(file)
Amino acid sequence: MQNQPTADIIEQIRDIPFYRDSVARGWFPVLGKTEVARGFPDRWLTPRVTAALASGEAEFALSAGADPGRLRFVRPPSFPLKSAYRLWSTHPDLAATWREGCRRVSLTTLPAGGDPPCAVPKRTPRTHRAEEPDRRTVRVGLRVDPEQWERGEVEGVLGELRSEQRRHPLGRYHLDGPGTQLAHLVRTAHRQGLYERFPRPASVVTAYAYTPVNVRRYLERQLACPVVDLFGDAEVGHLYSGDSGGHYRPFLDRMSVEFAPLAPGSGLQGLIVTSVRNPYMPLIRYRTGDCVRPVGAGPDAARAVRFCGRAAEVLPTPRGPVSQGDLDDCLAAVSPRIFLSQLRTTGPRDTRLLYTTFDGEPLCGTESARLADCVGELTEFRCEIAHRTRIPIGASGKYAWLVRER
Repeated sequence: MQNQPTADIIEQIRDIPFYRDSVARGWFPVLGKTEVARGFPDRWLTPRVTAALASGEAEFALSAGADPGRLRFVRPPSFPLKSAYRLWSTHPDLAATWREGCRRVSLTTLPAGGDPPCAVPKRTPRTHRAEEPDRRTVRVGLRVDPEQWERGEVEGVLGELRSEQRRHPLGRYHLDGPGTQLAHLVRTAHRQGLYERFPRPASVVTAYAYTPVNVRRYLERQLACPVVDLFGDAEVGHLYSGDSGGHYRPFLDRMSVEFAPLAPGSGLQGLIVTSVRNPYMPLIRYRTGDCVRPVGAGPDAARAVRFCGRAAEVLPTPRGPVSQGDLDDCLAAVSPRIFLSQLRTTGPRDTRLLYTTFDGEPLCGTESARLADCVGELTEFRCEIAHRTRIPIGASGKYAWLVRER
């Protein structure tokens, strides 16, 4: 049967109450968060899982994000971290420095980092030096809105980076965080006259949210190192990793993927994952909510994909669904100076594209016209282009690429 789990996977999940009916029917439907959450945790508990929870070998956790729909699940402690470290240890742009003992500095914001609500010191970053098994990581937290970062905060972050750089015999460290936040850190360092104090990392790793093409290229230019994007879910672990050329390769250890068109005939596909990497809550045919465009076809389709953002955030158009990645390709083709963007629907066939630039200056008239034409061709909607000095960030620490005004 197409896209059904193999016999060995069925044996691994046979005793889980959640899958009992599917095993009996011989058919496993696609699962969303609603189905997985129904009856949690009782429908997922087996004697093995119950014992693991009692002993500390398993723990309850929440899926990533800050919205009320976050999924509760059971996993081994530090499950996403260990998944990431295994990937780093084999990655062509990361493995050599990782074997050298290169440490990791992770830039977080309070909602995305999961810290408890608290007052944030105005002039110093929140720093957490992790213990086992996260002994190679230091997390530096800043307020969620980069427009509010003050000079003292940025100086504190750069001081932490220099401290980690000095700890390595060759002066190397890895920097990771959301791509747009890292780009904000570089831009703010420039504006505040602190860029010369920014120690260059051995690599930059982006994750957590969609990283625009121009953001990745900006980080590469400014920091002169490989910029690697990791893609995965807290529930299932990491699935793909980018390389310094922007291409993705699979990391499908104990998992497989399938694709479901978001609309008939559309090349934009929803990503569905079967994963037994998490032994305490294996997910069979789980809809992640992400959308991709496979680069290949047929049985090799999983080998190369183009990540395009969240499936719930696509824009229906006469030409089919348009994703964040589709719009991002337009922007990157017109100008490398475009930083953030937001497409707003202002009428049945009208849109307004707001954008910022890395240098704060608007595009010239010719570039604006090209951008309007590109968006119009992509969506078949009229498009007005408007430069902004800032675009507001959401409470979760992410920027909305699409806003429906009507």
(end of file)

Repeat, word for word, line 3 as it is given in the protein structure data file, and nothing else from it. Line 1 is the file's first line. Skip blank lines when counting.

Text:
């Protein structure tokens, strides 16, 4: 049967109450968060899982994000971290420095980092030096809105980076965080006259949210190192990793993927994952909510994909669904100076594209016209282009690429 789990996977999940009916029917439907959450945790508990929870070998956790729909699940402690470290240890742009003992500095914001609500010191970053098994990581937290970062905060972050750089015999460290936040850190360092104090990392790793093409290229230019994007879910672990050329390769250890068109005939596909990497809550045919465009076809389709953002955030158009990645390709083709963007629907066939630039200056008239034409061709909607000095960030620490005004 197409896209059904193999016999060995069925044996691994046979005793889980959640899958009992599917095993009996011989058919496993696609699962969303609603189905997985129904009856949690009782429908997922087996004697093995119950014992693991009692002993500390398993723990309850929440899926990533800050919205009320976050999924509760059971996993081994530090499950996403260990998944990431295994990937780093084999990655062509990361493995050599990782074997050298290169440490990791992770830039977080309070909602995305999961810290408890608290007052944030105005002039110093929140720093957490992790213990086992996260002994190679230091997390530096800043307020969620980069427009509010003050000079003292940025100086504190750069001081932490220099401290980690000095700890390595060759002066190397890895920097990771959301791509747009890292780009904000570089831009703010420039504006505040602190860029010369920014120690260059051995690599930059982006994750957590969609990283625009121009953001990745900006980080590469400014920091002169490989910029690697990791893609995965807290529930299932990491699935793909980018390389310094922007291409993705699979990391499908104990998992497989399938694709479901978001609309008939559309090349934009929803990503569905079967994963037994998490032994305490294996997910069979789980809809992640992400959308991709496979680069290949047929049985090799999983080998190369183009990540395009969240499936719930696509824009229906006469030409089919348009994703964040589709719009991002337009922007990157017109100008490398475009930083953030937001497409707003202002009428049945009208849109307004707001954008910022890395240098704060608007595009010239010719570039604006090209951008309007590109968006119009992509969506078949009229498009007005408007430069902004800032675009507001959401409470979760992410920027909305699409806003429906009507």